This place was literally 30 seconds from my front door, and I somehow only managed to discover it last week. The goulash was so good I had to go back. I can’t decide whether this gnocchi beats Fife’s!


This place had a really cool vibe, and there was usually live music.


They serve plenty of Croatian food and wine, and it was the closest thing I could get to a trendy London restaurant outside of London.

My favourite Croatian dish: pasticada!

My favourite Croatian dish: pasticada!

My favourite thing was the shared tier plates: rabbit pasta, salad and lots of meat and cheese!

zin tier

Corto Maltese Freestyle
This place was also super close to my flat, so I went here a few times.

steak polenta

It was traditional Croatian food and, again, very cheap.


Marcvs Marvlvs Spalatensis
I couldn’t not mention my favourite bar. This place is set up like a library, with books (mostly Croatian, but some English) lining the walls. You even get your bill inside a book! The owner is super cool and very generous with his wine pourings, and it’s one of the only places you can work with a laptop without getting glared at.

library bar

To Je To
This was an expat-friendly bar that is famous for its karaoke on Friday nights. I had some good times in this place – it would be hard not to when you can order a small bottle of wine for €2!

Best bakery
There are bakeries on every corner in Split, but the absolute best is the Bobis in Narodni trg (the People’s Square). Trust me, I tried them all.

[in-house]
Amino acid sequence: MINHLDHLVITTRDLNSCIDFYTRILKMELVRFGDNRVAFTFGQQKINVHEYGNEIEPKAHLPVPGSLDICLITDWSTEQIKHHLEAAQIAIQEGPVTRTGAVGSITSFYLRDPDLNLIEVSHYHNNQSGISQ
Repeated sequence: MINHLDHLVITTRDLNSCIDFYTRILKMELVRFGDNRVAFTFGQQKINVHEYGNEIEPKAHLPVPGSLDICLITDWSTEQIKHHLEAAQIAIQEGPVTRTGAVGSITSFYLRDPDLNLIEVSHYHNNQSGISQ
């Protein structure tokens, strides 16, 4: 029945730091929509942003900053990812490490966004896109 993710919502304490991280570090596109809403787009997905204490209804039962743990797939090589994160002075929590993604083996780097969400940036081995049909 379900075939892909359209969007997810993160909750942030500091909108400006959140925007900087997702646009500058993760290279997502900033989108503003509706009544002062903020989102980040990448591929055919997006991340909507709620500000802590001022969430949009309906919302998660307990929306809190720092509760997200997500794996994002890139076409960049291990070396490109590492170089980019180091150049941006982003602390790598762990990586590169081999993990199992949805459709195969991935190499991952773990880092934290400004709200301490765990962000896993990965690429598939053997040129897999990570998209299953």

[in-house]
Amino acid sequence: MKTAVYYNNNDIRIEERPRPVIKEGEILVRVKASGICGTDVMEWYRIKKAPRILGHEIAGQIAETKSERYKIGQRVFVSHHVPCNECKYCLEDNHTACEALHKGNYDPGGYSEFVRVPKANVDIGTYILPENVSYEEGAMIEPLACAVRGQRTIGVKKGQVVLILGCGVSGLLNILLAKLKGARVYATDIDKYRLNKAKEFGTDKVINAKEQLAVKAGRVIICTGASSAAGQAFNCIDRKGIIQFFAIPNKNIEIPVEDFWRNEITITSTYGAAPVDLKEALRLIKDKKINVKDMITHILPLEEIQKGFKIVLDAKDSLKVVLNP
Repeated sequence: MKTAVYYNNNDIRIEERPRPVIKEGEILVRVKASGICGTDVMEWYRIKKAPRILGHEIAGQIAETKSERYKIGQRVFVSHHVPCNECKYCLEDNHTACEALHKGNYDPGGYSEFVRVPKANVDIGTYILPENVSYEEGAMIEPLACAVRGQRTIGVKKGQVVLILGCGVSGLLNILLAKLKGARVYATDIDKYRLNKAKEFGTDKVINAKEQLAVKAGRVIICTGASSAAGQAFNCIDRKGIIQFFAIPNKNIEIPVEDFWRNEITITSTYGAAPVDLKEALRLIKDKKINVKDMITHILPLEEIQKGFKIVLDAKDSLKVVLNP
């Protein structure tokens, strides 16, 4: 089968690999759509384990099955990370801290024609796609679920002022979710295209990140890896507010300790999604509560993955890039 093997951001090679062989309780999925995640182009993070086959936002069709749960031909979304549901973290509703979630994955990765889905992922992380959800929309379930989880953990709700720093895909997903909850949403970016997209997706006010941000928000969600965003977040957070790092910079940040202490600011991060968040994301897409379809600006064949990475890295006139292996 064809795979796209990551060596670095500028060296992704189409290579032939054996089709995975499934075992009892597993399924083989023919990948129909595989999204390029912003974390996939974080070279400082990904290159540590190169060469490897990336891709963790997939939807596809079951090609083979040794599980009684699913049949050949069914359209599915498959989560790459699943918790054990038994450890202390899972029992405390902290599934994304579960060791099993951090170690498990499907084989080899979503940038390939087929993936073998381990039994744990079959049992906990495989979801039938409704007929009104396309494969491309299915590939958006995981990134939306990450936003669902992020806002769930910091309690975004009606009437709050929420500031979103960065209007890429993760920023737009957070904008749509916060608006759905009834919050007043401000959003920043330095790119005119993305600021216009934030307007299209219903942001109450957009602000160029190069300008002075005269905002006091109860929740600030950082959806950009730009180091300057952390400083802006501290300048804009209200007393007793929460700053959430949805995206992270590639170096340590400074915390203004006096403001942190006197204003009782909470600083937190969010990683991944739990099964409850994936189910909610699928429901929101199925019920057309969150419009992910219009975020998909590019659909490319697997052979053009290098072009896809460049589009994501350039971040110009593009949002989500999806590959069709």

You can also get coffee with cream almost everywhere, which is an absolute must.

The thing to do here is bring your own pastry into a cafe, as they don’t serve breakfast. A coffee with cream is an absolute must.


Hot chocolates
I had been reading about Croatian hot chocolates for some time but didn’t order one until a couple of weeks ago. My friend and I sat down for a drink on the Riva, and were fascinated by the table next to us who were basically eating their hot chocolates. Despite complaining about how much my stomach hurt only seconds earlier, I had to order one – and then go back the next day and try the dark chocolate version too. Best hot chocolate I’ve ever had!

hot choc

This place doesn’t have a website, but you can find them almost everywhere.

hot choc2

Pancakes & Creperie Stari Plac
This place doesn’t look like anything special from the outside, and it seems to be a local hangout spot for teenagers, but it’s gooooood. I mean, can you really screw up pancakes?


They have 50-something options on the menu, so I could have gone every single day, really.


There is gelato everywhere, but it’s much of a muchness, really.

gelato cone

Nothing compares to Italy, even if they do top theirs with chocolate here!

em gelato

I trained at Marjan Fitness, which was awesome. Everyone was super friendly and it had all the equipment that I needed. I can highly recommend it for anyone staying in Split!

I also did dance classes at Centar Plesa, which was directly underneath my gym. I danced three to four nights a week for a crazy low price. What I paid in one month wouldn’t even get me two dance classes in London.